The EV revolution will be delayed


The EV revolution will be delayed

Plus: Russia annexed 15% of Ukraine last week

Hi there Intriguer. Pop icon and classically-trained flautist Lizzo played a 200-year-old crystal flute during a concert in Washington DC last week. The instrument had been gifted to the fourth US President, James Madison, in 1813 and is one of the few artefacts to have survived the 1814 burning of the White House by British troops. “I just twerked and played James Madison’s crystal flute from the 1800s”, said Lizzo, horrifying museum curators everywhere.

Today’s briefing is a ~4.8 min read:

  • 🚗 Electric vehicles: two bottlenecks ahead.
  • ➕ Plus: Shinzo Abe’s controversial state funeral, Paraguay wants to trade diplomatic recognition for investment, and a summary of Russia’s annexation of Ukrainian territory last week.
📰 GLOBAL HEADLINES
🤿 DEEP DIVE

The EV revolution will be delayed

In brief:

  • Electric vehicles (EVs) are the cornerstone of many governments’ green transition initiatives, and car manufacturers have promised they can meet the growing demand for EVs.
  • However, supply constraints on large batteries and chips – both crucial for EVs – will delay the electric revolution for a while yet.

Talkin’ bout a revolution

Ever fancied an electric car that can “serve briefly as a boat, so it can cross rivers, lakes & even seas”? Well, James Bond wannabes can rejoice because Elon Musk just revealed that the ‘cybertruck’, Tesla’s effort at a pick-up truck, will do just that.

Putting aside automotive features designed to grab headlines rather than actually be useful, Musk’s bold statement makes it clear that the EV revolution is in full swing.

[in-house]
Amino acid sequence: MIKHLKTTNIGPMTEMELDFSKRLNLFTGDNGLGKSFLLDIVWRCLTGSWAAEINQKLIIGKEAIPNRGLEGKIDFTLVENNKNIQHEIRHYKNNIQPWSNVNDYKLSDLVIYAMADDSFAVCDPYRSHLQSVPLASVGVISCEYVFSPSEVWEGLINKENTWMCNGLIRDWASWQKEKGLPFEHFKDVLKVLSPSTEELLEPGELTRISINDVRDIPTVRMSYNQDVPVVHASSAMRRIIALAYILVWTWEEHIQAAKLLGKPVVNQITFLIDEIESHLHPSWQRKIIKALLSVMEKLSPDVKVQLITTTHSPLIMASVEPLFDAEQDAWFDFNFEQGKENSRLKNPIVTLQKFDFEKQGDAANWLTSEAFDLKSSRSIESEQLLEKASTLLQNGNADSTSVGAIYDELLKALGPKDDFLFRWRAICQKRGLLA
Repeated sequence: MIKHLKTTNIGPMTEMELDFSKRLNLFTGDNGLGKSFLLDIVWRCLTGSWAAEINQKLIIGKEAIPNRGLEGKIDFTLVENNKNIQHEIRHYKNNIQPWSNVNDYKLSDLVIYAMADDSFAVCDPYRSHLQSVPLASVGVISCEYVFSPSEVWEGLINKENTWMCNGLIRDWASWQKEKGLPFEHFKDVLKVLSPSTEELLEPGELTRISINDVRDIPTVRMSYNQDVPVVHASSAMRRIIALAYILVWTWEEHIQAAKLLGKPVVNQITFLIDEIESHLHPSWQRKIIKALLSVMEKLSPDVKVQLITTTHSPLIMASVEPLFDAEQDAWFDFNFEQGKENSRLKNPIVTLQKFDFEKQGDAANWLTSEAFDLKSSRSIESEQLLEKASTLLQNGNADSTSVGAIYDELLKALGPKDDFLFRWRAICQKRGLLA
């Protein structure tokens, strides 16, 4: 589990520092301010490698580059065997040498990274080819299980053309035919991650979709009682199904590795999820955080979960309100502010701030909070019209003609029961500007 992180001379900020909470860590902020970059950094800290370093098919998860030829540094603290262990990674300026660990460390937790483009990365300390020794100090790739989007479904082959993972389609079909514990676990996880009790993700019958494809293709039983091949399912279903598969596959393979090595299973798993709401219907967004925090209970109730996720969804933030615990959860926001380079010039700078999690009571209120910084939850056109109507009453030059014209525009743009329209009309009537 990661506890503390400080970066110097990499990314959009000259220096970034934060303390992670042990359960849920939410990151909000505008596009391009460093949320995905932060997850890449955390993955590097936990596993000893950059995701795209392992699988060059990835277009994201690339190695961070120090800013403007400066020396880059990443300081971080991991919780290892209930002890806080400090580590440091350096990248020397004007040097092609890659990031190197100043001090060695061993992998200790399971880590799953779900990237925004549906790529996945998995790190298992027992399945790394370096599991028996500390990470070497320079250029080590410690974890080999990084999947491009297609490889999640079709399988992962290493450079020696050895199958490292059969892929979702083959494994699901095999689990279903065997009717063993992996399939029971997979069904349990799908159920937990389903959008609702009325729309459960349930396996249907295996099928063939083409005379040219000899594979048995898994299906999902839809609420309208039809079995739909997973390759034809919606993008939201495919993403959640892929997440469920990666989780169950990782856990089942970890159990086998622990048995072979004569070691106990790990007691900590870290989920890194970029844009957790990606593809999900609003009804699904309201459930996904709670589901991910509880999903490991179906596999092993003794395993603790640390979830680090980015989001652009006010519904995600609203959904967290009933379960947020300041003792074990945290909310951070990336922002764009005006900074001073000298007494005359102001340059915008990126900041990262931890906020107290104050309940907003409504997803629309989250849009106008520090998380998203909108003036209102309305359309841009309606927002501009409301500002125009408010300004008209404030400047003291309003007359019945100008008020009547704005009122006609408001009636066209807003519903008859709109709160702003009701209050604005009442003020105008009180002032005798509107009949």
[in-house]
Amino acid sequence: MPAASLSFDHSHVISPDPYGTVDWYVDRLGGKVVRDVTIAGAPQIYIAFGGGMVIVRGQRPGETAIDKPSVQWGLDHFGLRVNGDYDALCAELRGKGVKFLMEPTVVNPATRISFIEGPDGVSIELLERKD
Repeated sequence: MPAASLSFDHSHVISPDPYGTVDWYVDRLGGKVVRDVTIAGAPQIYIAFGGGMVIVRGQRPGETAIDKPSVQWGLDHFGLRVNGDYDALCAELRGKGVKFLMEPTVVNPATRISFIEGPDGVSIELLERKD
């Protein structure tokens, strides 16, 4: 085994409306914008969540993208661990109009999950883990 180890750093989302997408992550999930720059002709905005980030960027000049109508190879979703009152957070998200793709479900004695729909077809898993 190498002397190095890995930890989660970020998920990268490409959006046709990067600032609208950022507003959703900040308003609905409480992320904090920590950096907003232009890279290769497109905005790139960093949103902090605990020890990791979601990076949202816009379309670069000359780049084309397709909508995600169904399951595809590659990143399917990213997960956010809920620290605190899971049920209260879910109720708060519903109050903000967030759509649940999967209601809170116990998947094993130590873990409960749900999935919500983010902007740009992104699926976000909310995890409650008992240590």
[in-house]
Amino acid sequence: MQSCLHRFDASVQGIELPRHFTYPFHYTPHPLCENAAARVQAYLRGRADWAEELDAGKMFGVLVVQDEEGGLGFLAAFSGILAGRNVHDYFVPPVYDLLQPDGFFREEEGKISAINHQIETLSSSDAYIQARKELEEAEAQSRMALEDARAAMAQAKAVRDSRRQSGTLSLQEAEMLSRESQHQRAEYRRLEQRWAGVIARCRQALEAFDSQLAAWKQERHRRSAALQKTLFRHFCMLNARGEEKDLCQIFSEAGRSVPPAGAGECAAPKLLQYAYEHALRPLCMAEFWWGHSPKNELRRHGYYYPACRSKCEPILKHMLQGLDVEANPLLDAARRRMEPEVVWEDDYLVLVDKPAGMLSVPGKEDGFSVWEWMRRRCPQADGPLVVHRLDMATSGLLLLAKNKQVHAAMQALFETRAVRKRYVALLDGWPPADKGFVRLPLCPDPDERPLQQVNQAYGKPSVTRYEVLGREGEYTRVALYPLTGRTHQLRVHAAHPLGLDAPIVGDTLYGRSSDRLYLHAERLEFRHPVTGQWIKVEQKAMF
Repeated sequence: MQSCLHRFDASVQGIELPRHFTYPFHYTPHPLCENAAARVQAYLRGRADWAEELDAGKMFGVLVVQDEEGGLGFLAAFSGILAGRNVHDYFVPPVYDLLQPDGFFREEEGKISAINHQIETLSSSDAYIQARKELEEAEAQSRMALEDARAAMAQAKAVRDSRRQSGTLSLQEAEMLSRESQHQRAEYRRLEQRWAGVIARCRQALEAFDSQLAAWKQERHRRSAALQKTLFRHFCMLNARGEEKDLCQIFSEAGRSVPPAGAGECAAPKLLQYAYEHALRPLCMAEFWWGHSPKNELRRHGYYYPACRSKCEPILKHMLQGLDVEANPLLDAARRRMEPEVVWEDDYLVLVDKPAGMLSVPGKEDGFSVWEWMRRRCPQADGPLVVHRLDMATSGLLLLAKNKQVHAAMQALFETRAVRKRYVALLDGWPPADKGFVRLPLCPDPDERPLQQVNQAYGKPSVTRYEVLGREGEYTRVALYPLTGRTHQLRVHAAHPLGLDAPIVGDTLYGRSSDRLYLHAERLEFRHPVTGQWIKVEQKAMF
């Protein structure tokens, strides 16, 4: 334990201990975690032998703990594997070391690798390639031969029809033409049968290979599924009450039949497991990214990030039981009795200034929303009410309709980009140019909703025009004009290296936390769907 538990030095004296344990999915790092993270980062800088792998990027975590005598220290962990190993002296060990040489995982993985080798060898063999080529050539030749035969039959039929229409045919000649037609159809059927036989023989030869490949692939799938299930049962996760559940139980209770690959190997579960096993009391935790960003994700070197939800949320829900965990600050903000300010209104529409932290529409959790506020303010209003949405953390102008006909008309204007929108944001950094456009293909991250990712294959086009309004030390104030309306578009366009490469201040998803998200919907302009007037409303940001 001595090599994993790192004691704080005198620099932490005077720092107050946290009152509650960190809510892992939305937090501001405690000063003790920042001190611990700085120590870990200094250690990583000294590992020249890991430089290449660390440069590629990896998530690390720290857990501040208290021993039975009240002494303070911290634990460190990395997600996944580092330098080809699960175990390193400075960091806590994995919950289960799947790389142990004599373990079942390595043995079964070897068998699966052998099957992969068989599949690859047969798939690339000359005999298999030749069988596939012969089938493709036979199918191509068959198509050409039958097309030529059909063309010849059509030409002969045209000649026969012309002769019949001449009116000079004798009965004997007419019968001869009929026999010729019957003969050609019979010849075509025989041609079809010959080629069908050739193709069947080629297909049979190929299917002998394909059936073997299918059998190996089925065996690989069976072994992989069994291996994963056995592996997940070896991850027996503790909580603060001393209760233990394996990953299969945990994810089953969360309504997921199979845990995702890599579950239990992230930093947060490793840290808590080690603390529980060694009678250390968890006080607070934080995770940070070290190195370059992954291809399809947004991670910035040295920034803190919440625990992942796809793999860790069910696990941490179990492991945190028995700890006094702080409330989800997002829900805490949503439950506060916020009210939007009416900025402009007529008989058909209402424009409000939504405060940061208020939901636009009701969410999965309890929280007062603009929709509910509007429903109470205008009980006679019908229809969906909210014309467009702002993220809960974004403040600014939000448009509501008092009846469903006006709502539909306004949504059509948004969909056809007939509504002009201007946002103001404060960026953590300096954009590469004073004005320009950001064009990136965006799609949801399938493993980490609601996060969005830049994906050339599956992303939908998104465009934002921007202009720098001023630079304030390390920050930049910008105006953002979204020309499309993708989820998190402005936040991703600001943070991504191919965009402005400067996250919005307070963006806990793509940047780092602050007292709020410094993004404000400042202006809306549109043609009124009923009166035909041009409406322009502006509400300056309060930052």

• According to one estimate by BloombergNEF, EVs will account for over half of car sales in the US as soon as 2030.

Feeling the pressure of looming climate targets, many governments are tripping over themselves to offer incentives to buyers for EVs, while manufacturers and car companies are setting ambitious production targets.

But it will still take a few years before you can get your hands on the cybertruck or other advanced EVs, because there are two potential bottlenecks threatening to delay the electric revolution.

Slow your roll

  1. 🪫 Batteries

Global demand for large batteries is set to increase by a factor of 18 (!) over the next decade, which will put the whole supply chain under pressure. Here’s why:

  • Capacity: established battery manufacturers will only be able to supply about half of the battery power needed to meet demand by 2030. The rest will have to be supplied by new manufacturers, who will take a long time to reach production at full capacity.
  • Environment: the mining of critical minerals such as cobalt and lithium will need to go into overdrive, raising concerns about the sustainability of such practices.
  • Geopolitics: the vast majority of EV-appropriate batteries are currently produced in China – any country not in Beijing’s good graces might find it hard to secure the batteries they need without making geopolitical concessions.

2. 💡 Chips

If you’ve tried to buy a PS5 over the last two years, you already know about the Great Chip Shortage™.

Those same supply chain issues are also affecting the car industry, as this recently-published report by S&P Global explains:

“​​Chip shortages will prevent vehicle producers from meeting pent-up demand for the rest of 2022 and into 2023… demand for chips could be strained further as vehicle producers accelerate their plans for more EV production”. 

The future is here…

Everything seems to be going well on the demand side of the equation: EVs are flying off the shelves.

  • In 2021, EV sales represented ~9% of the global car market, tripling their market share from 2019.

But global market share numbers are driven primarily by demand in China, Europe, and the US. EV purchases in the rest of the world account for a minuscule portion of total industry sales.

Science fiction writer William Gibson might well have been writing about EVs when he said “the future is here; it’s just not evenly distributed“.

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🔦 REGIONAL SPOTLIGHT

North & Central Asia

🇨🇳 China